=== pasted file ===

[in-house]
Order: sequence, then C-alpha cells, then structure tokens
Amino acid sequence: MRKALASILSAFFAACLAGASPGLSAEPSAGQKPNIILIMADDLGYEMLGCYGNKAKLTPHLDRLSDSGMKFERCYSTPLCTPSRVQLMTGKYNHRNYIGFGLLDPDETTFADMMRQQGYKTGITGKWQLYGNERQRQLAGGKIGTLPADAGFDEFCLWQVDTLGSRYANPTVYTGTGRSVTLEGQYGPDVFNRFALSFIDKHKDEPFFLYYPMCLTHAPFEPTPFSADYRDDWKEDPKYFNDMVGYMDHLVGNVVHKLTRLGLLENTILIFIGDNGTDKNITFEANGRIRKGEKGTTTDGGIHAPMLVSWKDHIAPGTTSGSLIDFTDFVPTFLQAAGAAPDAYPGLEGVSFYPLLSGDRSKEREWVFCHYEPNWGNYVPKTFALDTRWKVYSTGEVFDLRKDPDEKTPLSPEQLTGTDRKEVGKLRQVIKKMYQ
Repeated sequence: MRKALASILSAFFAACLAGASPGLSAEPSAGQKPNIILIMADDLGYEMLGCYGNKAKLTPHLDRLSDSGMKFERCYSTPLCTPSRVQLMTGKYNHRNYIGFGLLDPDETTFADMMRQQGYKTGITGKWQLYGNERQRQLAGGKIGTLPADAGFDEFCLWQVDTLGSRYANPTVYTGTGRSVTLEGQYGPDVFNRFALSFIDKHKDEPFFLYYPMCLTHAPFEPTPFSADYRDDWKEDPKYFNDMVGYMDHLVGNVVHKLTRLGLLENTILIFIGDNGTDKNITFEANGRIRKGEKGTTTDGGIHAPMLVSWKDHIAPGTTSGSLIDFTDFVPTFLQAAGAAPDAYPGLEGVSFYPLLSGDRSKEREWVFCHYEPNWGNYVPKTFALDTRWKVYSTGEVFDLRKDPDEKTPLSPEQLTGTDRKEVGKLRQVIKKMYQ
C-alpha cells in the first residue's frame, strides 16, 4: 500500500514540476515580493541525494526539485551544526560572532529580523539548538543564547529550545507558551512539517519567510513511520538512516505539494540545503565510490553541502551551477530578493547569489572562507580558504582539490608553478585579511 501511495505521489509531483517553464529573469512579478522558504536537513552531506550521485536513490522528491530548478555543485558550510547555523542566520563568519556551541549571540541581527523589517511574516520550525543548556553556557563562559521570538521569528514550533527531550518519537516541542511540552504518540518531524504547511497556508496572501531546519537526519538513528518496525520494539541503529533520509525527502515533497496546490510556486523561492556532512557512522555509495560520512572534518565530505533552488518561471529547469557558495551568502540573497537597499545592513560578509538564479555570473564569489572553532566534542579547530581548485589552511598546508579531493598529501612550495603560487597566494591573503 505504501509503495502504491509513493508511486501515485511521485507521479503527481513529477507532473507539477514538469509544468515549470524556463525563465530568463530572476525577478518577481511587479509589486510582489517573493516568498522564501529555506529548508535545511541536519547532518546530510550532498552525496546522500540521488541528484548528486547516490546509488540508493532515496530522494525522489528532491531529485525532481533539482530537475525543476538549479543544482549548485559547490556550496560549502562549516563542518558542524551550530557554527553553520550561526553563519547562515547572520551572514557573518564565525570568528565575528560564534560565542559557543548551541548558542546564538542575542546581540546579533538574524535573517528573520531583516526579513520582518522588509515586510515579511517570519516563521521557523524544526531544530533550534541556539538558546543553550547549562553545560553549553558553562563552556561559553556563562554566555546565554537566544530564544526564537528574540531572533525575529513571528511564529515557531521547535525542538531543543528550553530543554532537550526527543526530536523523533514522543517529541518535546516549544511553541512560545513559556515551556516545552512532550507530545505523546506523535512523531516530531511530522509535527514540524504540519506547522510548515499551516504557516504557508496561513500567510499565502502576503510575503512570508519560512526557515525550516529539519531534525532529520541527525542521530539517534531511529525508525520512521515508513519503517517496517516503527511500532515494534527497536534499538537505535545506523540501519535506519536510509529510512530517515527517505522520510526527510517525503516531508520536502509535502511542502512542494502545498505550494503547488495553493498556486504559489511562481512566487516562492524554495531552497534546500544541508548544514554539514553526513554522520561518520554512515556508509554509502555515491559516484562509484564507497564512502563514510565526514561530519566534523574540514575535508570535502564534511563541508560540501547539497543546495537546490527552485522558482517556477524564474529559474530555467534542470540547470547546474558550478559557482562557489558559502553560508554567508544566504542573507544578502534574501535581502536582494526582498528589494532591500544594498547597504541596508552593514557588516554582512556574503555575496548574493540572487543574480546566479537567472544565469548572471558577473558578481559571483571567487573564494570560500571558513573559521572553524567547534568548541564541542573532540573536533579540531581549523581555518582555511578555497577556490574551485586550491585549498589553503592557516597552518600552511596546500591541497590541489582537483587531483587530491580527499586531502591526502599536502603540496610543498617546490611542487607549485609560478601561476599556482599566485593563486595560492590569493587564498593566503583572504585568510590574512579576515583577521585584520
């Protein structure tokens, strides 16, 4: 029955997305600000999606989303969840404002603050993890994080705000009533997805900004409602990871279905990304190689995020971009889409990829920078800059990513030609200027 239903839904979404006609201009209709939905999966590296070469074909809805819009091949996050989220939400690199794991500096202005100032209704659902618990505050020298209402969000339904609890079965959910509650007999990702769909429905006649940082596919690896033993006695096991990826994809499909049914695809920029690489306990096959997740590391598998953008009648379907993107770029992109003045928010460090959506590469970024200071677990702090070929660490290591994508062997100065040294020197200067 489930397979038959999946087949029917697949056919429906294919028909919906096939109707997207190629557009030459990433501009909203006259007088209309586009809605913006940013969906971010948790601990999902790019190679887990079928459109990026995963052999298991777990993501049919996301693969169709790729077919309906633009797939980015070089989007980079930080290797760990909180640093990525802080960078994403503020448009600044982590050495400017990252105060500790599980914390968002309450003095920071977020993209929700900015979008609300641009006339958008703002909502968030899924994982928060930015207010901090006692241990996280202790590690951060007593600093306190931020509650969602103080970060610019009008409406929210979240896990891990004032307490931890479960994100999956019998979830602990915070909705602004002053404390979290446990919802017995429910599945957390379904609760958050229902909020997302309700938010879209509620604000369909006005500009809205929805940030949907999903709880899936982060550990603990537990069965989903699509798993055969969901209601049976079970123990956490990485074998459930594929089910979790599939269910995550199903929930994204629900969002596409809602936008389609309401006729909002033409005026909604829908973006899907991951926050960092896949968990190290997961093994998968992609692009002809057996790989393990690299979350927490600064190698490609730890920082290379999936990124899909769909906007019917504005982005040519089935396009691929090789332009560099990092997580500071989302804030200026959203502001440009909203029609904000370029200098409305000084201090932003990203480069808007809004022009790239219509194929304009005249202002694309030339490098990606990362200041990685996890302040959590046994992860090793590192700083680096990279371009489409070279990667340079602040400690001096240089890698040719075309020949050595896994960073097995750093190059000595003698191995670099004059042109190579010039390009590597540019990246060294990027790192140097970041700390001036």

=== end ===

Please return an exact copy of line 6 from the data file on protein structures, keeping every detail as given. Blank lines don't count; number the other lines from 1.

């Protein structure tokens, strides 16, 4: 029955997305600000999606989303969840404002603050993890994080705000009533997805900004409602990871279905990304190689995020971009889409990829920078800059990513030609200027 239903839904979404006609201009209709939905999966590296070469074909809805819009091949996050989220939400690199794991500096202005100032209704659902618990505050020298209402969000339904609890079965959910509650007999990702769909429905006649940082596919690896033993006695096991990826994809499909049914695809920029690489306990096959997740590391598998953008009648379907993107770029992109003045928010460090959506590469970024200071677990702090070929660490290591994508062997100065040294020197200067 489930397979038959999946087949029917697949056919429906294919028909919906096939109707997207190629557009030459990433501009909203006259007088209309586009809605913006940013969906971010948790601990999902790019190679887990079928459109990026995963052999298991777990993501049919996301693969169709790729077919309906633009797939980015070089989007980079930080290797760990909180640093990525802080960078994403503020448009600044982590050495400017990252105060500790599980914390968002309450003095920071977020993209929700900015979008609300641009006339958008703002909502968030899924994982928060930015207010901090006692241990996280202790590690951060007593600093306190931020509650969602103080970060610019009008409406929210979240896990891990004032307490931890479960994100999956019998979830602990915070909705602004002053404390979290446990919802017995429910599945957390379904609760958050229902909020997302309700938010879209509620604000369909006005500009809205929805940030949907999903709880899936982060550990603990537990069965989903699509798993055969969901209601049976079970123990956490990485074998459930594929089910979790599939269910995550199903929930994204629900969002596409809602936008389609309401006729909002033409005026909604829908973006899907991951926050960092896949968990190290997961093994998968992609692009002809057996790989393990690299979350927490600064190698490609730890920082290379999936990124899909769909906007019917504005982005040519089935396009691929090789332009560099990092997580500071989302804030200026959203502001440009909203029609904000370029200098409305000084201090932003990203480069808007809004022009790239219509194929304009005249202002694309030339490098990606990362200041990685996890302040959590046994992860090793590192700083680096990279371009489409070279990667340079602040400690001096240089890698040719075309020949050595896994960073097995750093190059000595003698191995670099004059042109190579010039390009590597540019990246060294990027790192140097970041700390001036």